It has a minimum at exactly 1.5
If you differentiate and stuff, you can prove it.

Consider values:
if +Q was 1C
and -Q was 1C
distance between charges was 1 m
at midpoint, force = kq^2/0.5^2 + kq^2/0.5^2 = 71.92 x 10^9N
at 25 cm from positive charge, force = 159.82 x10^9N
at 25 cm from negative charge, i.e 75 cm from positive charge, force = 159.82 x10^9N
hence minimum at midpoint
I am ok with your explanation but I find that it is an overkilled.
A superposition of 2 graphs can explain why the other 3 options are wrong.

You say the following
If you differentiate and stuff ...
IMO this is confusing. And you did not say what graphs are you showing with desmos.

It may be good that you learn to explain things coherently. If you want to use force, then explain using force. Why do you switch gear using electric field and then switch to electric force?

Sometimes i find some of the smart students like to act smart and want to impress the examiners but it turns out to expose their confusion. My advice to some of my students : Be smart, NOT act smart.
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1 year ago
#9
(Original post by Eimmanuel)
I am ok with your explanation but I find that it is an overkilled.
A superposition of 2 graphs can explain why the other 3 options are wrong.

You say the following

IMO this is confusing. And you did not say what graphs are you showing with desmos.

It may be good that you learn to explain things coherently. If you want to use force, then explain using force. Why do you switch gear using electric field and then switch to electric force?

Sometimes i find some of the smart students like to act smart and want to impress the examiners but it turns out to expose their confusion. My advice to some of my students : Be smart, NOT act smart.
I am extremely sorry that you found it acting smart. I am not smart, and I cannot act smart.

As I said, I could not find a standard graph showing the E-field strength or force. So I illustrated it with the graph of desmos

The force is proportional to electric field strength. I am extremely sorry at this switching of gear. I went back to answer the question.

Note: I only said to consider the derivative if you want to prove it. The graph already shows the minimum, but if you want to prove it you can differentiate. I do understand the superposition of graphs. I gave it in desmos curve.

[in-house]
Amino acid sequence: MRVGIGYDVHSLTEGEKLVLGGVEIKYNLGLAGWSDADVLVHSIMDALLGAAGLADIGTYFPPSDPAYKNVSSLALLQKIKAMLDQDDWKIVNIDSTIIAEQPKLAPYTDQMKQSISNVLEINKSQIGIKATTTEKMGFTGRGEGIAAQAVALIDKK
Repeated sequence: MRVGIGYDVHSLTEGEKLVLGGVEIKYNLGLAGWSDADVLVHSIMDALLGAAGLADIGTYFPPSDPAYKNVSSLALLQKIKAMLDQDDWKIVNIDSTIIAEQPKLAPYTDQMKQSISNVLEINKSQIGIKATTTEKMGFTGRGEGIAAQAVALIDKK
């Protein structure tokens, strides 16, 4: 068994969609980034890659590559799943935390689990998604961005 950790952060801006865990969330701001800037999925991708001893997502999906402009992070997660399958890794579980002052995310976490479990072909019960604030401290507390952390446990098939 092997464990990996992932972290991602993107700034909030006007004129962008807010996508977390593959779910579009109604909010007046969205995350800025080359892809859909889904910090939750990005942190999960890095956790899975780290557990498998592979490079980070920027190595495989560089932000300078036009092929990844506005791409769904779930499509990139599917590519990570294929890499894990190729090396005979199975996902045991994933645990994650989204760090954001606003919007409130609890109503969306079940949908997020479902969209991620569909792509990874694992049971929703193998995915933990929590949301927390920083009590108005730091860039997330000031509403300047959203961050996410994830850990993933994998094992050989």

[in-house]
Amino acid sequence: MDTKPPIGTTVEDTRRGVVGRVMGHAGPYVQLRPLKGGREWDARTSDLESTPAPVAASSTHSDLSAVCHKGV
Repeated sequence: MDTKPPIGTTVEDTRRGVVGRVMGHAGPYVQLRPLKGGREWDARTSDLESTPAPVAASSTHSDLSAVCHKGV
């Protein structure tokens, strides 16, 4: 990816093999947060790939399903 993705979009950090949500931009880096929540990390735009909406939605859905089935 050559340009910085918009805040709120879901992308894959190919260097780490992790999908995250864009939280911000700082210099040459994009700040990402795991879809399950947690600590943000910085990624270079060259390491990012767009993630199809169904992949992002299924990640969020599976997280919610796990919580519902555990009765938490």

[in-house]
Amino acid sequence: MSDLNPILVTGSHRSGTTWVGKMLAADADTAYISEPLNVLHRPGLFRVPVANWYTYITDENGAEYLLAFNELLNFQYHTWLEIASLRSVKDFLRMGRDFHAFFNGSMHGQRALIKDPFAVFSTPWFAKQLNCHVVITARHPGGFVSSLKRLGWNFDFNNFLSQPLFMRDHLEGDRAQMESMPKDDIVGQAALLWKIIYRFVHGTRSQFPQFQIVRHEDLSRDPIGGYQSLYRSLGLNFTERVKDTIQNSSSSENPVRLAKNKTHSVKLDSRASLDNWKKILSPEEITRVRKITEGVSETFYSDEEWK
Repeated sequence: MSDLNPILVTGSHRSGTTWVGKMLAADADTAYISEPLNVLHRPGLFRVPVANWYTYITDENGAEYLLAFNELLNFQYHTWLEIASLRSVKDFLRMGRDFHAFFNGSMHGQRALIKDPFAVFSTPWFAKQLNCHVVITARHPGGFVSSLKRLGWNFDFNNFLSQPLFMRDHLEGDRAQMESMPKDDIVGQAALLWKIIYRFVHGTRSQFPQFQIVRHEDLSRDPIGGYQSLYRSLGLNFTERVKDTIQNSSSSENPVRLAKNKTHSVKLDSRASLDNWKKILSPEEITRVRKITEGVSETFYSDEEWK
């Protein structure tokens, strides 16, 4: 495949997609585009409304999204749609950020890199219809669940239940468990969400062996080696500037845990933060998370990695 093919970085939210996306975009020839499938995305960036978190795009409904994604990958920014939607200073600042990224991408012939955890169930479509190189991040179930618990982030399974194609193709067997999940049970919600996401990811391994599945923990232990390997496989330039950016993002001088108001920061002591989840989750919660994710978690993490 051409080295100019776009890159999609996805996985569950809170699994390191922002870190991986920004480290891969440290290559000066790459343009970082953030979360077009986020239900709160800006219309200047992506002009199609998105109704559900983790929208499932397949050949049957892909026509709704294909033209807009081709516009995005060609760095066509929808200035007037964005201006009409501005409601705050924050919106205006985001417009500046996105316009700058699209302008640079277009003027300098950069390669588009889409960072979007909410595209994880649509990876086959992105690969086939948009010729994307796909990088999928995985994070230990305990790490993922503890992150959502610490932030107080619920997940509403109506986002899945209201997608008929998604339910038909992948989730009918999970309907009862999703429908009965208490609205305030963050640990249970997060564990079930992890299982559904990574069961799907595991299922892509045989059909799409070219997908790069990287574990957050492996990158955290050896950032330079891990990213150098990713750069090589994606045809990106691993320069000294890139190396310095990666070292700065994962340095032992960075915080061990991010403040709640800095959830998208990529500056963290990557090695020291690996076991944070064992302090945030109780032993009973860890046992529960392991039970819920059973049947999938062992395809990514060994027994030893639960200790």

I am extremely sorry

I am also very sorry that the explanation is incoherent.
Last edited by BobbJo; 1 year ago
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1 year ago
#10
(Original post by BobbJo)
I am extremely sorry that you found it acting smart. I am not smart, and I cannot act smart.

As I said, I could not find a standard graph showing the E-field strength or force. So I illustrated it with the graph of desmos

The force is proportional to electric field strength. I am extremely sorry at this switching of gear. I went back to answer the question.

Note: I only said to consider the derivative if you want to prove it. The graph already shows the minimum, but if you want to prove it you can differentiate. I do understand the superposition of graphs. I gave it in desmos curve.

I am extremely sorry

I am also very sorry that the explanation is incoherent.
There is really nothing for you to be sorry.

When I quote the particular statement:
If you differentiate and stuff, you can prove it.
I find it confusing is because what do you really meant by “If you differentiate and stuff”.

I am also not sure what you really meant by a standard graph of an electric field. Look at the following link:
https://en.wikipedia.org/wiki/File:E...e_changing.gif
I believe the animated graph illustrates the resultant electric field between 2 charges beautifully. Perhaps, what frustrates the viewers is that it is a bit difficult to see the graph properly when it is changing.

On the hand, I think you are smart (IMO). Ensure that you understand what you read and don’t follow thing blindly. Learn to discern!
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1 year ago
#11
(Original post by BobbJo)
I am extremely sorry that you found it acting smart. I am not smart, and I cannot act smart.

As I said, I could not find a standard graph showing the E-field strength or force. So I illustrated it with the graph of desmos

The force is proportional to electric field strength. I am extremely sorry at this switching of gear. I went back to answer the question.

Note: I only said to consider the derivative if you want to prove it. The graph already shows the minimum, but if you want to prove it you can differentiate. I do understand the superposition of graphs. I gave it in desmos curve.

I am extremely sorry

I am also very sorry that the explanation is incoherent.

https://en.wikipedia.org/wiki/File:E...e_changing.gif